How crush proof is the average marriage? Maybe not much

16 April 2024

Gabe Trew, owner of Australian market retailer POP Canberra, decided to run a Valentine’s Day competition this year. He invited social media followers to send him, anonymously I believe, stories about the great love crushes of their lives.

Entrants would be in the running to win what was described as a “dream date.” But something strange happened. Two weeks after Valentine’s Day passed, submissions, or romantic confessions, were still rolling in.

Now, nearly two months on, and some five-thousand people, with stories to tell about their secret crushes, have been in contact with Trew. As a result of the promotion, eight couples — people previously staring down the barrel of possibly a lifetime of unrequited love — have come together.

Of those who were united with their crush through the POP Canberra promotion, I’m not sure how many, if any, were married, or in a relationship, immediately beforehand.

But when ABC National Radio show, Life Matters, recently canvassed the subject of crushes, some listeners admitted to holding a torch for someone else, despite being married. And some of these people eventually deal with the dilemma. They end the relationship, or marriage, they’re in, and find it in themselves to tell their crush how they feel. Sometimes, it turned out the light of their life felt the same way. But for others, the path can be fraught with peril:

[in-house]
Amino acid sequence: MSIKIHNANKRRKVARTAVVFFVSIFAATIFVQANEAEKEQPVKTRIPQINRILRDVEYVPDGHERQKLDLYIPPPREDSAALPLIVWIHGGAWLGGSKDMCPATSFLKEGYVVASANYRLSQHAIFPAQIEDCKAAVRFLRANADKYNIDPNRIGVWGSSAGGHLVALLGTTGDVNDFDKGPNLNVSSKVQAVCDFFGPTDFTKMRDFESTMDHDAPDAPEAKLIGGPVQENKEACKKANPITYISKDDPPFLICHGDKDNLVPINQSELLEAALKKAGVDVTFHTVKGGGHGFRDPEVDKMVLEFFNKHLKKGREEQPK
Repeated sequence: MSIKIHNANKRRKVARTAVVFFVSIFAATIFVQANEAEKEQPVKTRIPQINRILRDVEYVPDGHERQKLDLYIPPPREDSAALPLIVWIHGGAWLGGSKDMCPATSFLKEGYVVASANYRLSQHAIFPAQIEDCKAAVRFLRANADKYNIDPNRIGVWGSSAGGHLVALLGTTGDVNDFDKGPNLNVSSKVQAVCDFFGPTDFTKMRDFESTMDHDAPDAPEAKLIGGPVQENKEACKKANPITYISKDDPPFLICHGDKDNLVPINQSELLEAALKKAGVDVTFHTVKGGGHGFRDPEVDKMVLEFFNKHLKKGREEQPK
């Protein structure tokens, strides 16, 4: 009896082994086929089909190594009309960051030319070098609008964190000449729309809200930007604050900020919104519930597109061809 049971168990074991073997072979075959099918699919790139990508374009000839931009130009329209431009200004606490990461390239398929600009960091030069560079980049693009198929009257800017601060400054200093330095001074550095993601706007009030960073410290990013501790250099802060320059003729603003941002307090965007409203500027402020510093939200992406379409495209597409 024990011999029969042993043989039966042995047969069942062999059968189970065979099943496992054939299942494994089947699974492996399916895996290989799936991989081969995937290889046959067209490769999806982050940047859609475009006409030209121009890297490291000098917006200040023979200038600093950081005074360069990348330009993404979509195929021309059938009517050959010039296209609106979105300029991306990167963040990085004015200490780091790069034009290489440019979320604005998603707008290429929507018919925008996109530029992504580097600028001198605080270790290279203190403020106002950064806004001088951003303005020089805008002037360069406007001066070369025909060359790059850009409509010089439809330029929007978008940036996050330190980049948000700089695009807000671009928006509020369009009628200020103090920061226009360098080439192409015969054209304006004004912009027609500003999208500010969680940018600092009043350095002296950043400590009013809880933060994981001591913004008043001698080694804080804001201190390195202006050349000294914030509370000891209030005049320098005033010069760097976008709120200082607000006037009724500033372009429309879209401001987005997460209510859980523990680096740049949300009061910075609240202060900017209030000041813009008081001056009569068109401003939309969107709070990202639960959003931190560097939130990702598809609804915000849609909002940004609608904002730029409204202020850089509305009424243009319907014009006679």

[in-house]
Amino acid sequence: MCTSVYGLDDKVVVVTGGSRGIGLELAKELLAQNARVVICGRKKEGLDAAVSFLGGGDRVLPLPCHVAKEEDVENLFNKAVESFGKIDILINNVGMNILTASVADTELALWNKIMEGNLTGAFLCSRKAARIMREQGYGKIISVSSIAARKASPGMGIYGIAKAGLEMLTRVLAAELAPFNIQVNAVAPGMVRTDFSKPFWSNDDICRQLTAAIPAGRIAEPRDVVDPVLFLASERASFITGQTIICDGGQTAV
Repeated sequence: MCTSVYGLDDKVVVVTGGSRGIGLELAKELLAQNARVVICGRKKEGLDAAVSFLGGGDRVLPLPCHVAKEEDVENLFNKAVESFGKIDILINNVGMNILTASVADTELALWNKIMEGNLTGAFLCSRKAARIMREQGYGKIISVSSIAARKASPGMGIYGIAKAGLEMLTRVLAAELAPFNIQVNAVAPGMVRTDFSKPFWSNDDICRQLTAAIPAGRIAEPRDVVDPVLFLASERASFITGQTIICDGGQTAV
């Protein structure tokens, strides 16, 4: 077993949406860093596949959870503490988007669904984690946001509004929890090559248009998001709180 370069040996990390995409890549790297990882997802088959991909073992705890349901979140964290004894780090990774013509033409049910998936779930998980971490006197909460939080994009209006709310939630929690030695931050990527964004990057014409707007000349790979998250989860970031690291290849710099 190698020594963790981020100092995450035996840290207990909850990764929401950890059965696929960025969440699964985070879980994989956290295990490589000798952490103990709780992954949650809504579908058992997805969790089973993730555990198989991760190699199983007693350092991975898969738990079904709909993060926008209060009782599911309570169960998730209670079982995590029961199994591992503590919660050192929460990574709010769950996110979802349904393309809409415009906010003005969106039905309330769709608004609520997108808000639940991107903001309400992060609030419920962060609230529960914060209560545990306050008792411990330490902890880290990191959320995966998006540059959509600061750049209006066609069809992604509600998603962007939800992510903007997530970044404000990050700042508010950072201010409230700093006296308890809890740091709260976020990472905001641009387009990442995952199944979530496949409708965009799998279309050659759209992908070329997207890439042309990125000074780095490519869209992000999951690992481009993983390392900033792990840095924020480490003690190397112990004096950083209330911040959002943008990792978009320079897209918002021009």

For Julie, another Life Matters listener, things haven’t worked out so neatly. She’s been dealing with a difficult crush on a friend that has left her feeling confused and distressed. She’s also married, and has been trying to work out how to protect both her relationship with her husband and her friendship with the object of her crush. “I don’t want to hurt my husband. I’m sort of trying to hold on to that,” she says.

While things may have worked out well for some POP Canberra contest participants, it’s not all bad for those who remain where they started. Professor Michael Slepian, an American psychologist, says having the chance to air their secret, albeit anonymously, can be beneficial:

“[Individuals] do want to get secrets off their chest, they do recognise that a secret can burden them … but those opportunities rarely present themselves,” he said. “It [the POP Canberra competition] provides people this outlet that is not normally available to them, to talk about the things they don’t normally get to talk about.”